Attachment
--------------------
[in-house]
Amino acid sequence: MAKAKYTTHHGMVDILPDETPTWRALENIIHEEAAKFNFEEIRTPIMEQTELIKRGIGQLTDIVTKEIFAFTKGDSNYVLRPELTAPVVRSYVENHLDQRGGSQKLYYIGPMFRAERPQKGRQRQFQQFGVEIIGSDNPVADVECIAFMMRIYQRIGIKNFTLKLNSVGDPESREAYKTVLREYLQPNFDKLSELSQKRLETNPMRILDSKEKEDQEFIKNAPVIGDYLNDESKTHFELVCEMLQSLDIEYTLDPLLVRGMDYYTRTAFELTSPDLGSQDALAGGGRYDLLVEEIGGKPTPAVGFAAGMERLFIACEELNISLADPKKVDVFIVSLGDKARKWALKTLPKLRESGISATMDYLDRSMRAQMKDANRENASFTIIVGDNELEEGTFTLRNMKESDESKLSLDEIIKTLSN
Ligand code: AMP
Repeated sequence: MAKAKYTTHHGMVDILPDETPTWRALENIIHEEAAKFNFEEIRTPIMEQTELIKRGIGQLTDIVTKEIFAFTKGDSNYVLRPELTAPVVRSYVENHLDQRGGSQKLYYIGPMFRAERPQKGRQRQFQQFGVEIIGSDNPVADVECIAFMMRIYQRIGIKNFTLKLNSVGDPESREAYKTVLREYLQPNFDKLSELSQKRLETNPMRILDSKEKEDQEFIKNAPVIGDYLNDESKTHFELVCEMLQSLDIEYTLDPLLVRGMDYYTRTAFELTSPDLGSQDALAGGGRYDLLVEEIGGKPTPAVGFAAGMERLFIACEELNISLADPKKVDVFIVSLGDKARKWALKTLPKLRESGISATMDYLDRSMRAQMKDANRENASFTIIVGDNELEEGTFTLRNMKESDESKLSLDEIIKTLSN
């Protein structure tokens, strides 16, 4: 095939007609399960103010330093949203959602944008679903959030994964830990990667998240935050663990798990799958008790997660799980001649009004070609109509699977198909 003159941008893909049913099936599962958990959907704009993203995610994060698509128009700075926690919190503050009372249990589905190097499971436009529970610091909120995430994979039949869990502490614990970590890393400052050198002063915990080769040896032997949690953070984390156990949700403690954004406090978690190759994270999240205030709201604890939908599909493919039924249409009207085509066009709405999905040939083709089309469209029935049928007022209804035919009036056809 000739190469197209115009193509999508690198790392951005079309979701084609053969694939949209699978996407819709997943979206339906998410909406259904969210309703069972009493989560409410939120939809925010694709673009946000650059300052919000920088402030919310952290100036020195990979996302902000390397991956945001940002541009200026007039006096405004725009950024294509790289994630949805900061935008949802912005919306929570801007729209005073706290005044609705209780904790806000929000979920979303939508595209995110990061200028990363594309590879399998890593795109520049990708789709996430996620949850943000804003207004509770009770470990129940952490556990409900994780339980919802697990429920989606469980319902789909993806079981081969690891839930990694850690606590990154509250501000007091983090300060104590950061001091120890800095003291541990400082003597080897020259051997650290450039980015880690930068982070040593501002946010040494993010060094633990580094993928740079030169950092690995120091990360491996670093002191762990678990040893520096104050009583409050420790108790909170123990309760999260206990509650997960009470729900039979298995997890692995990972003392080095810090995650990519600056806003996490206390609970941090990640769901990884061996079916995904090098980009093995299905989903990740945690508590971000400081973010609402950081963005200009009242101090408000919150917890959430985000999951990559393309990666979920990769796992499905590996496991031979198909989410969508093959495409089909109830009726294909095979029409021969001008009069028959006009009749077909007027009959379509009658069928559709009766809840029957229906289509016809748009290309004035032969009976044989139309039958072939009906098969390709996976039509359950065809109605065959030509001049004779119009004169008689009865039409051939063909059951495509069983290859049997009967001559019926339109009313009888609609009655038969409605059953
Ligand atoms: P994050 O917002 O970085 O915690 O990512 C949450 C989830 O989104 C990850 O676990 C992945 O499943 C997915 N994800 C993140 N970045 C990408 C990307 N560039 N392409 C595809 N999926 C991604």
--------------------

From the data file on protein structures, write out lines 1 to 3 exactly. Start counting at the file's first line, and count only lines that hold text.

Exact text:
[in-house]
Amino acid sequence: MAKAKYTTHHGMVDILPDETPTWRALENIIHEEAAKFNFEEIRTPIMEQTELIKRGIGQLTDIVTKEIFAFTKGDSNYVLRPELTAPVVRSYVENHLDQRGGSQKLYYIGPMFRAERPQKGRQRQFQQFGVEIIGSDNPVADVECIAFMMRIYQRIGIKNFTLKLNSVGDPESREAYKTVLREYLQPNFDKLSELSQKRLETNPMRILDSKEKEDQEFIKNAPVIGDYLNDESKTHFELVCEMLQSLDIEYTLDPLLVRGMDYYTRTAFELTSPDLGSQDALAGGGRYDLLVEEIGGKPTPAVGFAAGMERLFIACEELNISLADPKKVDVFIVSLGDKARKWALKTLPKLRESGISATMDYLDRSMRAQMKDANRENASFTIIVGDNELEEGTFTLRNMKESDESKLSLDEIIKTLSN
Ligand code: AMP